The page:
Meet the Meatless: Demand for New Generation Plant-Based Meat Alternatives
AAEA members release new research in AEPP
According to an article from 2021 in CNBC, the plant-based meat in grocery stores have increated 27% over the course of the year with over $7 billion in sales. With the pandemic limited meat on the shelves, how has this effected the sales?
In the new article “Meet the Meatless: Demand for New Generation Plant-Based Meat Alternatives” published in the Applied Economic Perspectives & Policy, Shuoli Zhao and Yuqing Zheng from the University of Kentucky, alont with Lingxiao Wang from the University of Wisconsin, and Wuyang Hu from The Ohio State University find the market demand for the new generation plant-based meat alternatives in relation to meats in the United States.
Zhao says, “Contrary to the common belief that PBMA is viewed by consumers mostly as substitutes for red meats, we find that PBMA is a complement to beef and pork, and is a substitute to chicken, turkey, and fish. The expenditure elasticity of price is less elastic for PBMA relative to that for meat, but consumers are willing to purchase more PBMA if they are under promotion. Also, the demand for PBMA responds most significantly to its own price change compared to that of other meat options, especially after the outbreak of COVID-19.”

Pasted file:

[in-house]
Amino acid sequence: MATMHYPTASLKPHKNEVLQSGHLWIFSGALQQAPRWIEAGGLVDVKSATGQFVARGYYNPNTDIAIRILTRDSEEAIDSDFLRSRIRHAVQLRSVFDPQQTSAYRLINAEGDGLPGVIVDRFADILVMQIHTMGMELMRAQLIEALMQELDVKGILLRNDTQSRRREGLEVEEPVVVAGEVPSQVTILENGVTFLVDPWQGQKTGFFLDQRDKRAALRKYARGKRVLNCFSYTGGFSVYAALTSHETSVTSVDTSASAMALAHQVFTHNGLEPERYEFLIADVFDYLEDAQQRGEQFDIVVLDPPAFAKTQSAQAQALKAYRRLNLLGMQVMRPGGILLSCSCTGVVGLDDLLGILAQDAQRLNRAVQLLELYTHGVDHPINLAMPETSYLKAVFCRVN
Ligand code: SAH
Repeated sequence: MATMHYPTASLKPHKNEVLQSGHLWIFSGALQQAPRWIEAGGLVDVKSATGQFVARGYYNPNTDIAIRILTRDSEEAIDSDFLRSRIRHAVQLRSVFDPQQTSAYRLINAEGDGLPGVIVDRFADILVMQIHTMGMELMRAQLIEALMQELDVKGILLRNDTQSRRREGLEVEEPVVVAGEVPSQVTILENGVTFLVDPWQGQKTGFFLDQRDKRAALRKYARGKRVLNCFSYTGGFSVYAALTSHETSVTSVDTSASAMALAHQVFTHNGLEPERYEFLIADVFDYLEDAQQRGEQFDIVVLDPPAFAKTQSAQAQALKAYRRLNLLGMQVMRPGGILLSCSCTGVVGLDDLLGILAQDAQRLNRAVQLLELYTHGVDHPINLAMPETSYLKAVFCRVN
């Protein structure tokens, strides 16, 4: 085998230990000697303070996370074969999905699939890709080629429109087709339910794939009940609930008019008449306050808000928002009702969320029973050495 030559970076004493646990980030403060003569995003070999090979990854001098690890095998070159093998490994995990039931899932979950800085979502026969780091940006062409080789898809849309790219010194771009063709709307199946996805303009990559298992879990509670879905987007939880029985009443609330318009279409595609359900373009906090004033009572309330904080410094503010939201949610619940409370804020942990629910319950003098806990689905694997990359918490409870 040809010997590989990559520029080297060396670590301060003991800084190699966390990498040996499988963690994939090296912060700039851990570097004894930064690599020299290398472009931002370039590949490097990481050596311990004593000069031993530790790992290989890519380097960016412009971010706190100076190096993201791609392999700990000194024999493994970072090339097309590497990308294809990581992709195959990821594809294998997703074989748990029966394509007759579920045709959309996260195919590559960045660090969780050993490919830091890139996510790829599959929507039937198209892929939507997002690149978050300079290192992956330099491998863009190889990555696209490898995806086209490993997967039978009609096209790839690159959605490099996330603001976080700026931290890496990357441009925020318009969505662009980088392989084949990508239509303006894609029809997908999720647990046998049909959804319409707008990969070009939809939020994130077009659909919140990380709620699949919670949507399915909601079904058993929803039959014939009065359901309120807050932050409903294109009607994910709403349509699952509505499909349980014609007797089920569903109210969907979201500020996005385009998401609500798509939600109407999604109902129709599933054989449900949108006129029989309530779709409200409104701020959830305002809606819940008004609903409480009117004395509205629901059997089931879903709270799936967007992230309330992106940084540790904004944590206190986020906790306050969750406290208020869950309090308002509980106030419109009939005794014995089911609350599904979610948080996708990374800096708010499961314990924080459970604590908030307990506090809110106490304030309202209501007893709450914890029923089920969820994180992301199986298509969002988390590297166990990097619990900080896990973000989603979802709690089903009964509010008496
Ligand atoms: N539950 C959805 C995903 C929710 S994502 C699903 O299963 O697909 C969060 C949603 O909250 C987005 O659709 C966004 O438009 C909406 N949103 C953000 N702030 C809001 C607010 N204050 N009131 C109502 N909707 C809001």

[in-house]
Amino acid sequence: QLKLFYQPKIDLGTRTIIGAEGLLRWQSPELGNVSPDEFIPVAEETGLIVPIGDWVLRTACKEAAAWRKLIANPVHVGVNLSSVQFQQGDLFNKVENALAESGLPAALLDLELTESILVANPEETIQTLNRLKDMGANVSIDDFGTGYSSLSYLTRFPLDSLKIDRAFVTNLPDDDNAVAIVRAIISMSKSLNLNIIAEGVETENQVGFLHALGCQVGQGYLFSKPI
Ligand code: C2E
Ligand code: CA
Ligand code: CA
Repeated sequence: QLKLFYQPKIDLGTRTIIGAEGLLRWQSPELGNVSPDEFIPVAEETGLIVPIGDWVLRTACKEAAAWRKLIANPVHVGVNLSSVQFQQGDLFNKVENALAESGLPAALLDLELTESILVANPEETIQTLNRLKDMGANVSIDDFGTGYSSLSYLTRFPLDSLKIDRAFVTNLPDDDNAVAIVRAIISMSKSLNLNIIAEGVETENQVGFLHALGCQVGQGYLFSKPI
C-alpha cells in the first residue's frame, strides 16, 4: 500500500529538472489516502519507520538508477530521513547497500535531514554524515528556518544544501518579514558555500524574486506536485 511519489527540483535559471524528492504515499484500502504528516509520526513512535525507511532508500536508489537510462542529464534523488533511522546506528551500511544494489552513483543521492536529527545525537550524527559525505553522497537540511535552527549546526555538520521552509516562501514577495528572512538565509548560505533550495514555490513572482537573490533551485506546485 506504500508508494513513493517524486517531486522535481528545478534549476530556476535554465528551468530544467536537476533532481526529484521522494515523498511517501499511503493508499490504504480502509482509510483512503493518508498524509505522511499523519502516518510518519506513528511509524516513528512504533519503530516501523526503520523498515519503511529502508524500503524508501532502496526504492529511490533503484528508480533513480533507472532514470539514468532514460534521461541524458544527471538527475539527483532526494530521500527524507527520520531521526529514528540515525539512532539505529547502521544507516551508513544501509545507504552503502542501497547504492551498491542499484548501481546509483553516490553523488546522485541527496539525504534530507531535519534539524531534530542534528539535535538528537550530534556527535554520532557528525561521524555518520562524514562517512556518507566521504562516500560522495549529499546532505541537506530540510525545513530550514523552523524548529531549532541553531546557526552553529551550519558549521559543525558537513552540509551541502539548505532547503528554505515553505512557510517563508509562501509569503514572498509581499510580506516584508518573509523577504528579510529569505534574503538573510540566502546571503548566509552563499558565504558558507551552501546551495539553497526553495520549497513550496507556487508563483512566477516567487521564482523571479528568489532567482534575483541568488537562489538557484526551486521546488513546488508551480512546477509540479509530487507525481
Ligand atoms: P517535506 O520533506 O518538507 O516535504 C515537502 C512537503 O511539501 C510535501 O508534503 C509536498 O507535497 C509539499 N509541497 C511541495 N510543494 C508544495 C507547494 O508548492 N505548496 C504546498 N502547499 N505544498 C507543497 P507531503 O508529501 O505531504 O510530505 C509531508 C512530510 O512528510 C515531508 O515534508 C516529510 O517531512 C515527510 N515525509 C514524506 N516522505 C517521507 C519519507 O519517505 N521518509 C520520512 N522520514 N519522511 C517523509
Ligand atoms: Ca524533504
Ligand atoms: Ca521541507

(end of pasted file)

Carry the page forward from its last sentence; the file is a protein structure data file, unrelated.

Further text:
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ABOUT AAEA: Established in 1910, the Agricultural & Applied Economics Association (AAEA) is the leading professional association for agricultural and applied economists, with 2,500 members in more than 60 countries. Members of the AAEA work in academic or government institutions as well as in industry and not-for-profit organizations, and engage in a variety of research, teaching, and outreach activities in the areas of agriculture, the environment, food, health, and international development. The AAEA publishes two journals, the American Journal of Agricultural Economics and Applied Economic Perspectives & Policy, as well as the online magazine Choices and the online open access publication series Applied Economics Teaching Resources. To learn more, visit www.aaea.org.
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